Writing Comments

Lecture Notes for CS 190
Winter 2018
John Ousterhout

  • Reading: Chapters 10, 11, 13 of book
  • Comments are still controversial (!)
    • A significant fraction of all commercial code (50%?) is uncommented
    • Excuses:
      • "This code is self-documenting"
      • "I don't have time to write comments"
      • "Comments get out of date and become misleading"
      • "The comments I have seen are worthless; why bother?"
  • Why are comments needed?
    • Code alone can't represent cleanly all the information in the mind of the designer
    • Even if information could be deduced from code, it might be time-consuming:
  • Comments should describe things that are not obvious from the code.
  • Mistake #1: comments duplicate code
  • Mistake #2: non-obvious info is not described
  • Comments should be at a different level of detail than code
    • Lower level comments provide precision (especially for variables, arguments, return values):
      • Exactly what is this thing?
      • What are the units?
      • Boundary conditions
        • Does "end" refer to the last value, or the value after the last one?
        • Is a null value allowed? If so, what does it mean?
      • If memory is dynamically allocated, who is responsible for freeing it?
      • Invariants?
    • Higher-level comments capture intuition:
      • Abstractions: a higher-level description of what the code is doing.
      • Rationale for the current design: why the code is this way.
      • How to choose the value of a configuration parameter.
  • Two kinds of documentation for classes and methods:
    • Interface: what someone needs to know in order to use this class or method
    • Implementation: how the method or class works internally to implement the advertised interface.
    • Important to separate these: do not describe the implementation in the interface documentation!
  • Interface documentation:
    • Put immediately before the class or method declaration
    • Goal: describe the abstraction (create simple, intuitive model for users)
    • Simpler is better
    • Complete: must include everything that any user might need to know
    • Interface description may use totally different terms than the implementation (if they are simpler)
  • Example: index range lookup
    • Large table of objects in a storage system, split across dozens of servers
    • Table has indexes for looking up objects by certain attributes (name, salary, etc.)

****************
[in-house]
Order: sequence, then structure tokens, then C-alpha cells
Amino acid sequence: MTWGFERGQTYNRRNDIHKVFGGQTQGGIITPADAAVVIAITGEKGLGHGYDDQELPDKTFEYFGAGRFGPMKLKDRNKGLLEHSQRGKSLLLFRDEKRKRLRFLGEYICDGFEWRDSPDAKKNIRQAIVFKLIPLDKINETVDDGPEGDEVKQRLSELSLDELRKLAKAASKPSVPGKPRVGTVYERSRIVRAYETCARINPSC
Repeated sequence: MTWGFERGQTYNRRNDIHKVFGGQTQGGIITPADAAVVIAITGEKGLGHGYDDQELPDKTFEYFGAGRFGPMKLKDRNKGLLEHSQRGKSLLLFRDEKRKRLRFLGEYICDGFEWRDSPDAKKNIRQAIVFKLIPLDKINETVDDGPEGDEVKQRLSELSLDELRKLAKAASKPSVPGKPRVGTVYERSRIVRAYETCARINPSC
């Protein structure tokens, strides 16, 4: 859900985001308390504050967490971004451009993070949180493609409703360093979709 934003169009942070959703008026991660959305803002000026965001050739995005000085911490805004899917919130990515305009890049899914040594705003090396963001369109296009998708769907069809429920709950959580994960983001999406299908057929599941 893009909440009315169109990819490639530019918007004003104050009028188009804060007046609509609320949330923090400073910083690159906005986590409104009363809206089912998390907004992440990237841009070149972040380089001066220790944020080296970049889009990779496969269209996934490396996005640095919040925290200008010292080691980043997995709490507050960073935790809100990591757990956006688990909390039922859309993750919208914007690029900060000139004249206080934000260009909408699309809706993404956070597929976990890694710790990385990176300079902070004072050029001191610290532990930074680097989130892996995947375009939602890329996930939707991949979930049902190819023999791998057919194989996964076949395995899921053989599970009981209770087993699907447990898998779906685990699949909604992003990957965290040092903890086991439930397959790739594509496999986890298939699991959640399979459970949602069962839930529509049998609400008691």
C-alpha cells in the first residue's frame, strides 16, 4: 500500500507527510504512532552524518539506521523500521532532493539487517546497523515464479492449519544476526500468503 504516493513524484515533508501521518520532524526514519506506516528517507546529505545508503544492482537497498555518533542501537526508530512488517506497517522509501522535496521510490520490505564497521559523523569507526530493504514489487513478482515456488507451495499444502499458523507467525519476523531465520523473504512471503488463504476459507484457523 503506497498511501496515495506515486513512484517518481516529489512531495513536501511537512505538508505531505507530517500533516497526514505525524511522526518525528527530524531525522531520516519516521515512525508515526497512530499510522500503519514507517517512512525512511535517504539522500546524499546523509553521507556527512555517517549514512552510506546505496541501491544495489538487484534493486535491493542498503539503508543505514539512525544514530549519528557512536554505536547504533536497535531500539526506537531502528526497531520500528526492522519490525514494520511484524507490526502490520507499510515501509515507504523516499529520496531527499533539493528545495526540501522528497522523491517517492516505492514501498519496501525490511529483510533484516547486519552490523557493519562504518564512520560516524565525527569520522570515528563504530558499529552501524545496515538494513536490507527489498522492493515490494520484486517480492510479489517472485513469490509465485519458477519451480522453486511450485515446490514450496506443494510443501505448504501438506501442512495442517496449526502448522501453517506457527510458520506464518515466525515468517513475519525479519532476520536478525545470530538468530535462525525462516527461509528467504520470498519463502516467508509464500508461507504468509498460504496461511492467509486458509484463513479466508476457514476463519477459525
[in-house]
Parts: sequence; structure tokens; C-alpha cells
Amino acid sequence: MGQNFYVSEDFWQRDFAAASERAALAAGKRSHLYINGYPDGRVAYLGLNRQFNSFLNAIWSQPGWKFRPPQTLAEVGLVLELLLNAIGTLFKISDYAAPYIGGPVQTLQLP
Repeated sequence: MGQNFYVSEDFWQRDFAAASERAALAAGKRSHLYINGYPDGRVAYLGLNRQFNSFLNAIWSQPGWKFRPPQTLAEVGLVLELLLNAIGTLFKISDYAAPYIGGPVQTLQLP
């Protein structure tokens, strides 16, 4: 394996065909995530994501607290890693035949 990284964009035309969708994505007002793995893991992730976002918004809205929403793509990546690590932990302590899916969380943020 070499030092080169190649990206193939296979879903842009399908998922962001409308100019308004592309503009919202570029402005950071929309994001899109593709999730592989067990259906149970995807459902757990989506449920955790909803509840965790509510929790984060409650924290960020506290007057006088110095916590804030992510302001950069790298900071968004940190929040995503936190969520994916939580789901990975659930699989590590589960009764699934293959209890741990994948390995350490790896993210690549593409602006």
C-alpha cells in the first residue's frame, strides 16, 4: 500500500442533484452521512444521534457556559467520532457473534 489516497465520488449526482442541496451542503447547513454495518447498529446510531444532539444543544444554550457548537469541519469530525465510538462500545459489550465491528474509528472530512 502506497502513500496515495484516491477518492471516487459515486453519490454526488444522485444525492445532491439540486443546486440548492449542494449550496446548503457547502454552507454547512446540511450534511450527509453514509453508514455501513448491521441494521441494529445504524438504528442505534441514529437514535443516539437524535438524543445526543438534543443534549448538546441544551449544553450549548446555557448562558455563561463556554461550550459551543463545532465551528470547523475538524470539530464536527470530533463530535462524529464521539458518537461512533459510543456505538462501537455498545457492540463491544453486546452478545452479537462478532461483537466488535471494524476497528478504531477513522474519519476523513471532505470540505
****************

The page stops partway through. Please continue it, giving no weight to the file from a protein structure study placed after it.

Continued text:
• IndexLookup class retrieves a range of values in index order
      query = new IndexLookup(table, index, key1, key2);
      while (true) {
          object = query.getNext();
          if (object == null) {
  • Implementation documentation (comments inside methods):
    • For many methods, not needed
    • For longer methods, document major blocks of code
      • Describe what's happening at a higher level
      • E.g., what does each loop iteration do?
    • Document tricky aspects, non-obvious reasons for code
    • Document dependencies ("if you change this, you better also...")
    • Documenting variables is less important for method local variables (can see all of the uses), but sometimes needed for longer methods or tricky variables.
  • Challenges with comments:
    • It must be easy for people to find the right documentation at the right time
    • The documentation must get updated as the code changes
  • Techniques:
    • Document each thing exactly once: don't duplicate documentation (it won't get maintained)
      • Use references rather than repeating documentation: "See documentation for xyz method".
      • Don't duplicate interface documentation for overridden methods.
    • Put documentation as close as possible to the relevant code
      • Next to variable and method declarations
      • Push in-method documentation down to the tightest enclosing context
    • Don't say anything more in documentation than you need to
      • e.g., don't use comments in one place to describe design decisions elsewhere
      • Higher-level comments are less likely to become obsolete
    • Look for "obvious" locations where people can easily find documentation (see Status example in slides)

Write Comments Before Code

  • Most people put off writing comments:
    • "Why waste time writing comments when the code is still changing?"
    • "Once I get the code done, I'll write all the comments"
  • Problems with this approach:
    • You probably won't go back and write the comments later
    • If you do, the comments will be bad
  • Instead, write comments at the beginning:
    • I write class comments, method headers (signature and comments) before writing the bodies of methods
  • Use comments as a design tool:
    • Allows you to focus on the abstractions
    • Tune APIs, jungle functionality between methods
    • Comments indicate interface complexity
      • Design APIs for simplest documentation
  • As you write and test code, can revise the comments to make them better and better
  • Suggestions for projects:
    • Interface comment blocks for every method, every class.
    • Document every class instance variable, every method parameter, every result.
    • Add comments inside methods if/when needed
    • Skip comments only if you're sure it will be obvious to readers
    • Follow Javadoc conventions